|No one here thinks it's strange that there isn't a person of color present.|
Jerry Speer is young, gay, a top notch karaoke singer, and a Republican. He traveled with a local group of Log Cabin Republicans down to Washington DC in order to advocate for the Supreme Court to revoke DOMA, the Defense of Marriage Act.
Although the temperature was chilly on this March day in the nation's capital, Jerry's and his friends' hearts were warm with the hope that the liberal justices on the court could convince a few of their conservative peers to vote for equal rights.
The air was thick with cognitive dissonance.
"Go back to San Fransisco, you gayboes!" shouted Alfred Shipley from across the street, a member of Jerry's local Republican Party Committee. Alfred had also traveled to Washington DC, and was standing in a huge crowd of right wing hate mongers hoping to convince the court to keep DOMA intact.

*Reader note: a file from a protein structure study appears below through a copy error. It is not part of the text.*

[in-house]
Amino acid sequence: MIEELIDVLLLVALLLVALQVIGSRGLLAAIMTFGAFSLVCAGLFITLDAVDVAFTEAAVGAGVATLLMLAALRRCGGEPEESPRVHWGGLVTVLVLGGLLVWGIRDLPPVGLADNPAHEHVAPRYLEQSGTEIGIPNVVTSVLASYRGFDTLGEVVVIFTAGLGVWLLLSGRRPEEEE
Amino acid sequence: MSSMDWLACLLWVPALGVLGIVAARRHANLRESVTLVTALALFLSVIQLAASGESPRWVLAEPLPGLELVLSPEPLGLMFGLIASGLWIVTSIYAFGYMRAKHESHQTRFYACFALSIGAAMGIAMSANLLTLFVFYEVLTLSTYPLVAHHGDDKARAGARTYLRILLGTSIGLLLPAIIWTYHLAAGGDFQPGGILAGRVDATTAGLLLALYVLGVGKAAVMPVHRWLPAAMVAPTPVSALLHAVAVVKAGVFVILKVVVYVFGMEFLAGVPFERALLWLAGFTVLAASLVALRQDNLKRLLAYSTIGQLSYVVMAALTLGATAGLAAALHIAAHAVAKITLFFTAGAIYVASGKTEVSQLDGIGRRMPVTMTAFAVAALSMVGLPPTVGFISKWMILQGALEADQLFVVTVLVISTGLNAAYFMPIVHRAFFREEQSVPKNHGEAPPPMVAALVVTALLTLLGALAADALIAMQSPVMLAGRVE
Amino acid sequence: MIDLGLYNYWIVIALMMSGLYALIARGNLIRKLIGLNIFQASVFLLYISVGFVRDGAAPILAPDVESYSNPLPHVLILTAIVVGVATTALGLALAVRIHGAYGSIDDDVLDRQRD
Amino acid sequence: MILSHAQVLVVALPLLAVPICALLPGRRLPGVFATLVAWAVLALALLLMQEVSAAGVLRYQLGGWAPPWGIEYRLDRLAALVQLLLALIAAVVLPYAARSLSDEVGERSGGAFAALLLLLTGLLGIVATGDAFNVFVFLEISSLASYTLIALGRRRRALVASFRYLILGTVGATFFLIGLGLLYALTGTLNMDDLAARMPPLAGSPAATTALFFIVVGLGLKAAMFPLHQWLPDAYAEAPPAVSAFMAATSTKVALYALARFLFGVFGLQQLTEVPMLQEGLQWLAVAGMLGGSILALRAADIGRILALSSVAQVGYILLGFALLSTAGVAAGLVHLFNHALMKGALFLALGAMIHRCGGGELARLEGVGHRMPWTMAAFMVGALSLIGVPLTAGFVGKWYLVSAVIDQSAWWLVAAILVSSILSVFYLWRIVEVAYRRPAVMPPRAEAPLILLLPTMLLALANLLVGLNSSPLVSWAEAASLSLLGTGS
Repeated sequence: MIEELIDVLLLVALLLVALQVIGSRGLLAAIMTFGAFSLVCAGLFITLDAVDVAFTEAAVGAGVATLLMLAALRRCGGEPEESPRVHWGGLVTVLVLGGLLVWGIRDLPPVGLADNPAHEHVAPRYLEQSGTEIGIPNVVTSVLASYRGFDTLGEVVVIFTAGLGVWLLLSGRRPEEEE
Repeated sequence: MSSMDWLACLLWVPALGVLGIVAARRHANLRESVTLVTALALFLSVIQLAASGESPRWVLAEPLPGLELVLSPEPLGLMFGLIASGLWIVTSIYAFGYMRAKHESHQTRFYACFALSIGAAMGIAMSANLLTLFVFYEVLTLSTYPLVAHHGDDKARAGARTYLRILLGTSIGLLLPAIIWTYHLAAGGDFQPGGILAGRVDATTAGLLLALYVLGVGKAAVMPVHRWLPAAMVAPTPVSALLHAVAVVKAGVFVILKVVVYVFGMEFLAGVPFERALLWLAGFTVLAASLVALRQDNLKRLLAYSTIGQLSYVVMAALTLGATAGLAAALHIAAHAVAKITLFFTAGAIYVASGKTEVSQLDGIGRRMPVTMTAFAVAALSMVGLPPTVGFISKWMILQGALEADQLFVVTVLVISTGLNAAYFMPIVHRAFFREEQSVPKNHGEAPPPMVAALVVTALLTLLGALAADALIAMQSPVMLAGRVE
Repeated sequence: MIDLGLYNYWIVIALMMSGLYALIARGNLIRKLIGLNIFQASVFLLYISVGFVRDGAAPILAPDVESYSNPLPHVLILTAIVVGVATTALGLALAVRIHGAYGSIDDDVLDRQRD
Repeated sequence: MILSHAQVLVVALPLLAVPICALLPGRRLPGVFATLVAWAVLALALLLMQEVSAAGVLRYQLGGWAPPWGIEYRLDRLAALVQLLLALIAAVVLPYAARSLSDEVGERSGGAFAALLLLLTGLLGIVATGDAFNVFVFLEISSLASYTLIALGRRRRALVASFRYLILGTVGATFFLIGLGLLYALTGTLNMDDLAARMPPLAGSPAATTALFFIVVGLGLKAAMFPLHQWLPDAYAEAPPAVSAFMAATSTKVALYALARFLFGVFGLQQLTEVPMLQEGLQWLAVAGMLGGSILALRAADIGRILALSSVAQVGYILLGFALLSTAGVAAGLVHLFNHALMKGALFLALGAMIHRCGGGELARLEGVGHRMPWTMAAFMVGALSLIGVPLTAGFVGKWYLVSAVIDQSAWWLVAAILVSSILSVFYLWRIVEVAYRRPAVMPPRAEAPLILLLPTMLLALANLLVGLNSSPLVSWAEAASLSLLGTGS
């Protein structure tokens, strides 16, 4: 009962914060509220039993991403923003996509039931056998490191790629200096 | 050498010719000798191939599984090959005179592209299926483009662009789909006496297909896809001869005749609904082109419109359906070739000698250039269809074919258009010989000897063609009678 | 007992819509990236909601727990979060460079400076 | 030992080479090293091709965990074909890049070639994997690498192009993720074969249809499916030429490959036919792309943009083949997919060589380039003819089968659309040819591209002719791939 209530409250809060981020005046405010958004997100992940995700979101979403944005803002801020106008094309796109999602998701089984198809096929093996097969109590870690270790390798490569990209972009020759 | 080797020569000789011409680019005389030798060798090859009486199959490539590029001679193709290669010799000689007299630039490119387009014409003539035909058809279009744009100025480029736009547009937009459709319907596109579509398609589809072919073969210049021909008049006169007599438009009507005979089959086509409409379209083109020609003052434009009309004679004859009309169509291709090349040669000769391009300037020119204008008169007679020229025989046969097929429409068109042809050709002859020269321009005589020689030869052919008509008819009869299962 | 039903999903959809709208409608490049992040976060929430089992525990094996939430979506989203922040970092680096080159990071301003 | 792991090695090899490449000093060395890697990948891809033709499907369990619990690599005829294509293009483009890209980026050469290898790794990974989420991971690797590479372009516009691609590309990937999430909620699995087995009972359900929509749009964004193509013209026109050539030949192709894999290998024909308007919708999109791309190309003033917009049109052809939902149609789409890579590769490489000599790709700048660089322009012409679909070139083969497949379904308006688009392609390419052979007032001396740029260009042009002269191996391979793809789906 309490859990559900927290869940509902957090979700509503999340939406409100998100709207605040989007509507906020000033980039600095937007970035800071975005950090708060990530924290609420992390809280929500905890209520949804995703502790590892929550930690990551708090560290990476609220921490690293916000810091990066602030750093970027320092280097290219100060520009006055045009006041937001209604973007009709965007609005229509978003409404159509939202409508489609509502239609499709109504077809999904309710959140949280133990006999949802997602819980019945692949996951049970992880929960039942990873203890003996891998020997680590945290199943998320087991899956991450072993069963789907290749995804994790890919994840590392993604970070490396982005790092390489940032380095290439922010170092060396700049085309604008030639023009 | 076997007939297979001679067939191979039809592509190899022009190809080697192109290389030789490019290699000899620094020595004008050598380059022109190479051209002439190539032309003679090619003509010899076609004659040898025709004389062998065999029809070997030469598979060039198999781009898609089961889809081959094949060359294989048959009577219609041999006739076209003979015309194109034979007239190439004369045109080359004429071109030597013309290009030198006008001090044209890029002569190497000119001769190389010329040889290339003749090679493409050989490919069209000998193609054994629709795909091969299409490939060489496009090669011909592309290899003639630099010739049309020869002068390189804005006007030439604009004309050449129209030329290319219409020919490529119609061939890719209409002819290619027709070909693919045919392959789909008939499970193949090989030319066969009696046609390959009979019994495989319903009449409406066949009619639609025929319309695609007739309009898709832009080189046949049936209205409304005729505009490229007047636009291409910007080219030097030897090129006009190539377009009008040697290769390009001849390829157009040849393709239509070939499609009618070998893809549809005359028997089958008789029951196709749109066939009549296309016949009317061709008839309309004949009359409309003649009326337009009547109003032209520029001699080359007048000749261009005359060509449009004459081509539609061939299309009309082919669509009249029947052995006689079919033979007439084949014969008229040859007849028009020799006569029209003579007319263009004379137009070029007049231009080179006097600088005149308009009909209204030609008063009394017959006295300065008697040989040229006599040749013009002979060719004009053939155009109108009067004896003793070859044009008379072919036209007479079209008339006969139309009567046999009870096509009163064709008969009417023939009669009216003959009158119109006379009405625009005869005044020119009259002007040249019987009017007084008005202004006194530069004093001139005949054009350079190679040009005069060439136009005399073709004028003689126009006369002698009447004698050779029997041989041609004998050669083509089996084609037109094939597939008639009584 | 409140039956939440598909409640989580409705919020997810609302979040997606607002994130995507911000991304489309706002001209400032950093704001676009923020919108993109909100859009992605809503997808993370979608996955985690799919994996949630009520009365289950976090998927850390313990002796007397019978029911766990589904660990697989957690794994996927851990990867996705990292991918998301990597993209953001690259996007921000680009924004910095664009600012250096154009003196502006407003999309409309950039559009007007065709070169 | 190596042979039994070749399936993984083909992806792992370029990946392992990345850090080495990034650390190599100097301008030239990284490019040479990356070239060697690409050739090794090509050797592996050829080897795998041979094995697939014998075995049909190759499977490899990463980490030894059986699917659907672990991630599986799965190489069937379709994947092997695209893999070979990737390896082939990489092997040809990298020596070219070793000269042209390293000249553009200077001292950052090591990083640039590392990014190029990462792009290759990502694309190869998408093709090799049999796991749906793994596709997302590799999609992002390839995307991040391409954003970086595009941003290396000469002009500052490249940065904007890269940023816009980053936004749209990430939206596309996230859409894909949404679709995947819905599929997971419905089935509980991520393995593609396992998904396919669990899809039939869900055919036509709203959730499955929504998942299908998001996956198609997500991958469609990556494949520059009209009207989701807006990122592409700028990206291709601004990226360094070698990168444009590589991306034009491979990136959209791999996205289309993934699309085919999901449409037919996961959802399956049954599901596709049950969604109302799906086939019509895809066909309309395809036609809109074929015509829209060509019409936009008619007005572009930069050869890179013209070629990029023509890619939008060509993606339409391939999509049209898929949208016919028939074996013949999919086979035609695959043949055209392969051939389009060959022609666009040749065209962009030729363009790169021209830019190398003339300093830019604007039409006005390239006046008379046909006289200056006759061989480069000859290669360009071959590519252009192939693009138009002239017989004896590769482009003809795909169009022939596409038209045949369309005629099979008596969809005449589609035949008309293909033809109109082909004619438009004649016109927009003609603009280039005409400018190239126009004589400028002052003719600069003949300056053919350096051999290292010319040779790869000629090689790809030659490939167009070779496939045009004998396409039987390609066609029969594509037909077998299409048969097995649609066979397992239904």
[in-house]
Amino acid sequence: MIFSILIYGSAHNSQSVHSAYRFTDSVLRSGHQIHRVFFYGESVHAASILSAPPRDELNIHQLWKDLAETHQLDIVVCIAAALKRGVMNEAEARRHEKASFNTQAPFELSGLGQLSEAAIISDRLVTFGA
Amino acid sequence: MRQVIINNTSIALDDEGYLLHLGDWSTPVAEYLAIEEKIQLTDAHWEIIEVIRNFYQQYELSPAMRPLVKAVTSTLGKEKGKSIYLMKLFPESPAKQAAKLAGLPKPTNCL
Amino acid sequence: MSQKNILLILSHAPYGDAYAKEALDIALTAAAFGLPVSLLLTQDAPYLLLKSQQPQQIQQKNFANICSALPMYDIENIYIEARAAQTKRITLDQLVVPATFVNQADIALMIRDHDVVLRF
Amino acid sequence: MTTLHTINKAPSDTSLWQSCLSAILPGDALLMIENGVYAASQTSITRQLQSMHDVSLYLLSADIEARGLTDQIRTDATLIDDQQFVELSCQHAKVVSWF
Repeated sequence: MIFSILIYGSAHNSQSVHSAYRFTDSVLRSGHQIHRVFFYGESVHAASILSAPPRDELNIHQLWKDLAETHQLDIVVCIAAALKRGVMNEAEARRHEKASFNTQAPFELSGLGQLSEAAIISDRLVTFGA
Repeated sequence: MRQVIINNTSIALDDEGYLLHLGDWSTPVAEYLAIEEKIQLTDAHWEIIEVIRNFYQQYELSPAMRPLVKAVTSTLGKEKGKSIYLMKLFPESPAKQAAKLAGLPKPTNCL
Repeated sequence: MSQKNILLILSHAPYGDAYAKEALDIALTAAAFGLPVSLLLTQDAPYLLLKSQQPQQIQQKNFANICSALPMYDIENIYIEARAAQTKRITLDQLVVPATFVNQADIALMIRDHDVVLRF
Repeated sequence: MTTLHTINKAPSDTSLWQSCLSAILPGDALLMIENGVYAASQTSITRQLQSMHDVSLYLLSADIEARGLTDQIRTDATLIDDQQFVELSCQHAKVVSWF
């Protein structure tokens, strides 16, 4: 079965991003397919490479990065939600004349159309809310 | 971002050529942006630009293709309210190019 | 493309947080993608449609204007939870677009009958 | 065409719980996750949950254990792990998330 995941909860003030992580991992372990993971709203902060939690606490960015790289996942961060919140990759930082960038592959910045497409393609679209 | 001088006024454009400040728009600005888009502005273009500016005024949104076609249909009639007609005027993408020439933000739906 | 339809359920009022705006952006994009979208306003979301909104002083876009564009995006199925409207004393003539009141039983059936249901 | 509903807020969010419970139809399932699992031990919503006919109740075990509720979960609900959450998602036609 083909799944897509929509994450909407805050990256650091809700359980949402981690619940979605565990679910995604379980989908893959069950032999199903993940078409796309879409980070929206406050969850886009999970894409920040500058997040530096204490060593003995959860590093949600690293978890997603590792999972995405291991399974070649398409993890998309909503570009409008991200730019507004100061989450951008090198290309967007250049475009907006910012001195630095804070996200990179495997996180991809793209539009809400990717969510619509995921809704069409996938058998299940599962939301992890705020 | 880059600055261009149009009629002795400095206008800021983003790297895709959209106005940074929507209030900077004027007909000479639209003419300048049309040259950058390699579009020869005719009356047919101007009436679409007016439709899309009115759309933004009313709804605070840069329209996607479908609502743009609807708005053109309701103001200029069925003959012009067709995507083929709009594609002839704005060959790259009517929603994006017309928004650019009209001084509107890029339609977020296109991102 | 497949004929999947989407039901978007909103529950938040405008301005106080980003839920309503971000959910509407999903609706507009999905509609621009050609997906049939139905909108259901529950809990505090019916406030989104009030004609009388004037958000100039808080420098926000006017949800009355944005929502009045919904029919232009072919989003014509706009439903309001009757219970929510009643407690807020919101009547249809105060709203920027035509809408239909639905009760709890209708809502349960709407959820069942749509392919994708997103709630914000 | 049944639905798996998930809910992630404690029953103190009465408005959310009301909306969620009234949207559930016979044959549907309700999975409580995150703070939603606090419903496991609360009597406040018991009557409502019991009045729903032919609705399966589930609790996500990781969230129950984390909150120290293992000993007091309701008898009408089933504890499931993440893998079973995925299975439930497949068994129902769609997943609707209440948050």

Jerry smiled and waved back to Alfred and at the lame insult. Even though it was still early in the morning, he had heard many colorful remarks from members of his own political party.
This is great, Jerry thought to himself, we're all here to support the democratic process.
But somewhere in the back of Jerry's mind came a voice -- a voice of reason. It was a strange, and had a distinct upper class English accent, making it much more authoritative. "Jerry, this is Richard Dawkins, famed evolutionary biologist and atheist. You have to listen to me: You are supporting the very people who are restricting your basic human right to marry someone you love. Jerry, you are complicit in your own subjugation. Your thinky gob on top of your shoulders isn't working right. Wake up!"
Suddenly, it was as if a fog had lifted, and Jerry saw the truth: He had been bamboozled by the idea that Christian fundamentalists and their political wing, i.e., the Republican Party would ever accept him.
Screw this, he thought, I can be a fiscally conservative Democrat. Maybe even a Libertarian -- at least they are against the Drug War.
He immediately felt better, and quietly shifted away to where his new political friends were protesting.